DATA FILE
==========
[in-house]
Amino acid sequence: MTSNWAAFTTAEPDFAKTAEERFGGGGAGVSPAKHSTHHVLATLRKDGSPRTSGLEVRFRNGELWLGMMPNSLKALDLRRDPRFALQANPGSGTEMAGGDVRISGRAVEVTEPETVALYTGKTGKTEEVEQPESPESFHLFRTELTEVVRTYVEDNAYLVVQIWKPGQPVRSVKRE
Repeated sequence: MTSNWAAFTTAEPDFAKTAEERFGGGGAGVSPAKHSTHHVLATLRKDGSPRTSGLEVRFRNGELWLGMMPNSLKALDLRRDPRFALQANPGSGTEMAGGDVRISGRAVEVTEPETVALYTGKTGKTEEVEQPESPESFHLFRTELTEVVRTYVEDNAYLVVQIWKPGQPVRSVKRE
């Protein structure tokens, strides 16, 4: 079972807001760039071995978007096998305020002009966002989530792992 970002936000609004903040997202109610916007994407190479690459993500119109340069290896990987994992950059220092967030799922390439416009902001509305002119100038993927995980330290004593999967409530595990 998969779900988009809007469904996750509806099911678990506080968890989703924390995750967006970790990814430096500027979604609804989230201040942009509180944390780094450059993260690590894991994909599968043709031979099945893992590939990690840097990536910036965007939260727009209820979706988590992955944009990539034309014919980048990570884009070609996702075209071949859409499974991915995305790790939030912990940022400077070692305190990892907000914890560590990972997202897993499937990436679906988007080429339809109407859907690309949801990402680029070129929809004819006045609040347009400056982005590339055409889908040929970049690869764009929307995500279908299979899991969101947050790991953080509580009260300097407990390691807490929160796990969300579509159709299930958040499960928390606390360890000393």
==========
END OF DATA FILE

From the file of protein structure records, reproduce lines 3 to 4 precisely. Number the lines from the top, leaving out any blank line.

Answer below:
Repeated sequence: MTSNWAAFTTAEPDFAKTAEERFGGGGAGVSPAKHSTHHVLATLRKDGSPRTSGLEVRFRNGELWLGMMPNSLKALDLRRDPRFALQANPGSGTEMAGGDVRISGRAVEVTEPETVALYTGKTGKTEEVEQPESPESFHLFRTELTEVVRTYVEDNAYLVVQIWKPGQPVRSVKRE
């Protein structure tokens, strides 16, 4: 079972807001760039071995978007096998305020002009966002989530792992 970002936000609004903040997202109610916007994407190479690459993500119109340069290896990987994992950059220092967030799922390439416009902001509305002119100038993927995980330290004593999967409530595990 998969779900988009809007469904996750509806099911678990506080968890989703924390995750967006970790990814430096500027979604609804989230201040942009509180944390780094450059993260690590894991994909599968043709031979099945893992590939990690840097990536910036965007939260727009209820979706988590992955944009990539034309014919980048990570884009070609996702075209071949859409499974991915995305790790939030912990940022400077070692305190990892907000914890560590990972997202897993499937990436679906988007080429339809109407859907690309949801990402680029070129929809004819006045609040347009400056982005590339055409889908040929970049690869764009929307995500279908299979899991969101947050790991953080509580009260300097407990390691807490929160796990969300579509159709299930958040499960928390606390360890000393």